LAWFUEL- The Legal Newswire – The Minnesota woman who was slapped with a $222,000 penalty for “making available” songs on the Kazaa network is appealing her loss, Declan McCullagh writes.
But can she actually win against the Recording Industry Association of America?
There’s probably a 50-50 chance. On one hand, the RIAA has won some minor victories in the last few years with its “making available” arguments to expand copyright law beyond what it actually seems to say. Now that there’s finally going to be some serious public and judicial scrutiny, however, the odds are closer to even.
(If the RIAA wins, by the way, the precedent would create some real dangers for innocent users. But more on this later.)
What’s important to remember here is that the RIAA’s victory rests in large part on, as I wrote last week, the judge’s decision that the record labels need only prove that Thomas made copyrighted music “available” on the Kazaa network. That means leaving the songs in a publicly accessible directory where they might possibly have been downloaded. Thomas confirmed earlier Monday that her appeal to the 8th Circuit will center on that point.
To understand how this will play out, let’s start with the plain text of the relevant part of federal law. It says:
17 USC 106: The owner of copyright under this title has the exclusive rights to do and to authorize any of the following:
(1) to reproduce the copyrighted work in copies or phonorecords;
(2) to prepare derivative works based upon the copyrighted work;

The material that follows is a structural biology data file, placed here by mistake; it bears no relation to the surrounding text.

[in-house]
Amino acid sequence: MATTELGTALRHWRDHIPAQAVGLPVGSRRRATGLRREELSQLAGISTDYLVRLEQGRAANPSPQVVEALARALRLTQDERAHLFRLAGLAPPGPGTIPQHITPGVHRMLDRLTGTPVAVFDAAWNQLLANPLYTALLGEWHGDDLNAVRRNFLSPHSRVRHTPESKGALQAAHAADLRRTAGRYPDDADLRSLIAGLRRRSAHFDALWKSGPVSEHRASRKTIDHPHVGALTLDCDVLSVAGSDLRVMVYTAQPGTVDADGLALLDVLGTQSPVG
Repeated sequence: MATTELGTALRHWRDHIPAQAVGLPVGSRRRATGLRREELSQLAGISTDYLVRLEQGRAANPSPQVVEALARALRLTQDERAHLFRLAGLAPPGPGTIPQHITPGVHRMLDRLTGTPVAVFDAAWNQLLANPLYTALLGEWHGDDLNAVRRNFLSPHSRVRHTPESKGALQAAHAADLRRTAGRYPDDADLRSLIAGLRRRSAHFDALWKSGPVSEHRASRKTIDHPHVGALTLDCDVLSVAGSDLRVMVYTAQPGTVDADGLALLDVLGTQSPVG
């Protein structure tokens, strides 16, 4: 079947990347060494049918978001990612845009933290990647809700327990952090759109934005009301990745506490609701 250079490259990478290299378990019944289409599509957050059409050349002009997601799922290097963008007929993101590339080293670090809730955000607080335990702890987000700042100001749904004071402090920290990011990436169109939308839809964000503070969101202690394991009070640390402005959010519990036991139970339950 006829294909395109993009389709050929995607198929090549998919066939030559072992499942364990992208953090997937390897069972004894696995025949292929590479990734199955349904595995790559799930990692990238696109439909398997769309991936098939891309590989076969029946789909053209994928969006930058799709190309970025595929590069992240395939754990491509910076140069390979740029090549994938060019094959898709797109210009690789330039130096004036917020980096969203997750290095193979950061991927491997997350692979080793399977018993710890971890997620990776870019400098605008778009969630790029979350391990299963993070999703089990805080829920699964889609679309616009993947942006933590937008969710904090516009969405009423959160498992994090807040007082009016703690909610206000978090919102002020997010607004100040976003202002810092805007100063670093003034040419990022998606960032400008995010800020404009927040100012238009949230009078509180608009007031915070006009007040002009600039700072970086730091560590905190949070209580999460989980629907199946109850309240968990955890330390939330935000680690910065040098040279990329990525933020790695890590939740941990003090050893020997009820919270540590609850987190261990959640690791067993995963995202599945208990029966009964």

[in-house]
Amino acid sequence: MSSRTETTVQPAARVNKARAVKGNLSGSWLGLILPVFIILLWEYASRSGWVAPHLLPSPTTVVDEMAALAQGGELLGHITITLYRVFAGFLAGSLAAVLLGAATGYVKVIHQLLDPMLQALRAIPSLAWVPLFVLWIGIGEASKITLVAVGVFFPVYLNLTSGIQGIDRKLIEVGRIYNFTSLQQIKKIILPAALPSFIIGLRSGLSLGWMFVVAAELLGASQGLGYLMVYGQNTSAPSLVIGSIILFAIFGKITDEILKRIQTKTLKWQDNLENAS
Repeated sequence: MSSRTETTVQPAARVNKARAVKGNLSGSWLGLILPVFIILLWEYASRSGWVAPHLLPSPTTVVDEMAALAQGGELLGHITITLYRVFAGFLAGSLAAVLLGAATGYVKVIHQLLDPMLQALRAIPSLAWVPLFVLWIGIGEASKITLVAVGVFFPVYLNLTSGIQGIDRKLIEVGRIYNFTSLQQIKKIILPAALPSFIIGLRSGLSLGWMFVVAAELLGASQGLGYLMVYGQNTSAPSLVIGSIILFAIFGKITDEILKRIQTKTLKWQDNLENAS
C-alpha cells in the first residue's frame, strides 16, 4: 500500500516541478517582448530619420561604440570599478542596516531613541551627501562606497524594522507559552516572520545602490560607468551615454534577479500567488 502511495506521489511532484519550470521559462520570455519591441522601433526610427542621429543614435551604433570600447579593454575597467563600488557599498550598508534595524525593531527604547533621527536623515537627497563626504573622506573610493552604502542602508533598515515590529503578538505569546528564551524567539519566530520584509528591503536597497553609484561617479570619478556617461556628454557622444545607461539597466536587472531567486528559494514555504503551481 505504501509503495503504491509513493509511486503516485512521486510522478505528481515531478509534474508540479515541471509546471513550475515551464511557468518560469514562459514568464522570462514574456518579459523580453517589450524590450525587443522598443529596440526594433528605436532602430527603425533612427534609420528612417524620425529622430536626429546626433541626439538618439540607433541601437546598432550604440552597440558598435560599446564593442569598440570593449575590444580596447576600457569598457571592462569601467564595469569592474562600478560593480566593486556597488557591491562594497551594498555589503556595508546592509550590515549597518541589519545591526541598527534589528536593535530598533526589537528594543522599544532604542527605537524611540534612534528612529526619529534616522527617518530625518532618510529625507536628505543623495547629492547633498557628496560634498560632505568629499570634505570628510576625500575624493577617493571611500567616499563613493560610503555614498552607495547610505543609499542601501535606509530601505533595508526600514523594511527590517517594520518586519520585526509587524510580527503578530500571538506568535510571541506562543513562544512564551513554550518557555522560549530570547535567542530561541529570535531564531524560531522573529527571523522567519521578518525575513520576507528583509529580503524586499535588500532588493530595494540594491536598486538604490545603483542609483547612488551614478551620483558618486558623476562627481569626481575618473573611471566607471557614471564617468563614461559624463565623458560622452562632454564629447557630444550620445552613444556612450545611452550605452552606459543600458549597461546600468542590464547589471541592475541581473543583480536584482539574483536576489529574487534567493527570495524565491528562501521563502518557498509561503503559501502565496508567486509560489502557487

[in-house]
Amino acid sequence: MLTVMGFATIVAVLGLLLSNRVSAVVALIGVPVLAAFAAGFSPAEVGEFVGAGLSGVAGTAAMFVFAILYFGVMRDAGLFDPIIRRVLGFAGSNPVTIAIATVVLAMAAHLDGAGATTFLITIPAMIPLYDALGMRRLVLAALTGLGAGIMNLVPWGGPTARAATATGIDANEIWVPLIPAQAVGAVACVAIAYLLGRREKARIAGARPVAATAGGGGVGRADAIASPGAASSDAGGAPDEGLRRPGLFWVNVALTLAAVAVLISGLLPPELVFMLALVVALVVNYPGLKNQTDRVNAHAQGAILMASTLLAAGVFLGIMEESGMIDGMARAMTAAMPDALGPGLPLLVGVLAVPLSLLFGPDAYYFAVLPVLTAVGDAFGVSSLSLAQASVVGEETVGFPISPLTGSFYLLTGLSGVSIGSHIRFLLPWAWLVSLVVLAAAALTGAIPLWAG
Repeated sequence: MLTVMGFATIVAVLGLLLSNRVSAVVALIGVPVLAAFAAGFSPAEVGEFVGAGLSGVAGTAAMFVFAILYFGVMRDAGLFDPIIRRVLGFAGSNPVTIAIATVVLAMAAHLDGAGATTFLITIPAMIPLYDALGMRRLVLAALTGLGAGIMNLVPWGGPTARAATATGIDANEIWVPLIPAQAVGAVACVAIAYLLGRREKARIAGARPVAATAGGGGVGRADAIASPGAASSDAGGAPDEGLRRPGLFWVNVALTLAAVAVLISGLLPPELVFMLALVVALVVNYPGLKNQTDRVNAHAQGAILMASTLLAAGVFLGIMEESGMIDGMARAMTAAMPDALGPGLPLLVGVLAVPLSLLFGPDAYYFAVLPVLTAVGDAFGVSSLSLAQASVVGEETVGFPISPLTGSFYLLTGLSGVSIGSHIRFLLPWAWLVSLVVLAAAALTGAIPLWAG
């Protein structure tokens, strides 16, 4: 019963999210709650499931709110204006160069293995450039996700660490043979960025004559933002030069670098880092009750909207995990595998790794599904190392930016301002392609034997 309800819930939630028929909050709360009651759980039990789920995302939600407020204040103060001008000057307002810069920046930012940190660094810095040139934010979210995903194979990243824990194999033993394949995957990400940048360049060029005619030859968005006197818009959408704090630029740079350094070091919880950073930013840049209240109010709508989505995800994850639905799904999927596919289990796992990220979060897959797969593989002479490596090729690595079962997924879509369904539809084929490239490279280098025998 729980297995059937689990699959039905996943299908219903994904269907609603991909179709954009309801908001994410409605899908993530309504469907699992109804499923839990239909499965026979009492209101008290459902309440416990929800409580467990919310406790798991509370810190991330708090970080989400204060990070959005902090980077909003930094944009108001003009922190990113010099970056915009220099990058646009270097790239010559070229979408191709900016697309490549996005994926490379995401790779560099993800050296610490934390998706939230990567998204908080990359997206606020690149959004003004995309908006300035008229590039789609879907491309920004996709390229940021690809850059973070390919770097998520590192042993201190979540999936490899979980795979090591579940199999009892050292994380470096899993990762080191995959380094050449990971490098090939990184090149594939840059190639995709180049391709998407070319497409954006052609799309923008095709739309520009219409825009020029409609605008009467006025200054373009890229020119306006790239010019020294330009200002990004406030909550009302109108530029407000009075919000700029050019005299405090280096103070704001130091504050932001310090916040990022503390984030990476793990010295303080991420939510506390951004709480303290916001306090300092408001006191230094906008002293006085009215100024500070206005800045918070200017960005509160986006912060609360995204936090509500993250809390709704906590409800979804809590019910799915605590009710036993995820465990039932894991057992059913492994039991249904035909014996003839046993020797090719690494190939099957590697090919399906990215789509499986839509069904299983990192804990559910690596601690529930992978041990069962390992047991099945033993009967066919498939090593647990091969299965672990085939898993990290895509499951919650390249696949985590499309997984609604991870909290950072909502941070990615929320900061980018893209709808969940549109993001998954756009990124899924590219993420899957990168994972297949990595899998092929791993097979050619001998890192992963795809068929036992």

(3) to distribute copies or phonorecords of the copyrighted work to the public by sale or other transfer of ownership, or by rental, lease, or lending
Illicit distribution of copyrighted materials over Kazaa involves paragraphs (1) and (3). Those paragraphs restrict the unauthorized “reproduction” or “distribution” of music–which sure doesn’t seem to cover Thomas leaving songs in her shared directory if they were never actually downloaded.
So how can the RIAA get away with this? This is where things get murky. The definition of “publication,” which the U.S. Supreme Court says is the same as distribution, says: “Offering to distribute copies or phonorecords to a group of persons for purposes of further distribution, public performance, or public display, constitutes publication.”
Some courts have interpreted that to mean proof of actual copying is necessary; others haven’t. Take a 1997 case involving the Church of Jesus Christ of Latter-Day Saints, sued by genealogical researchers who sold their copyrighted work on microfiche. Instead of buying multiple copies, the Mormons bought only one, made copies, and sent the duplicates to their branch libraries.
The copyright-holding genealogists took the position that the RIAA does today. They claimed that merely proving the copyrighted work was available was good enough. In response, the church argued that the researchers needed to show a library patron actually had read the pirated microfiche.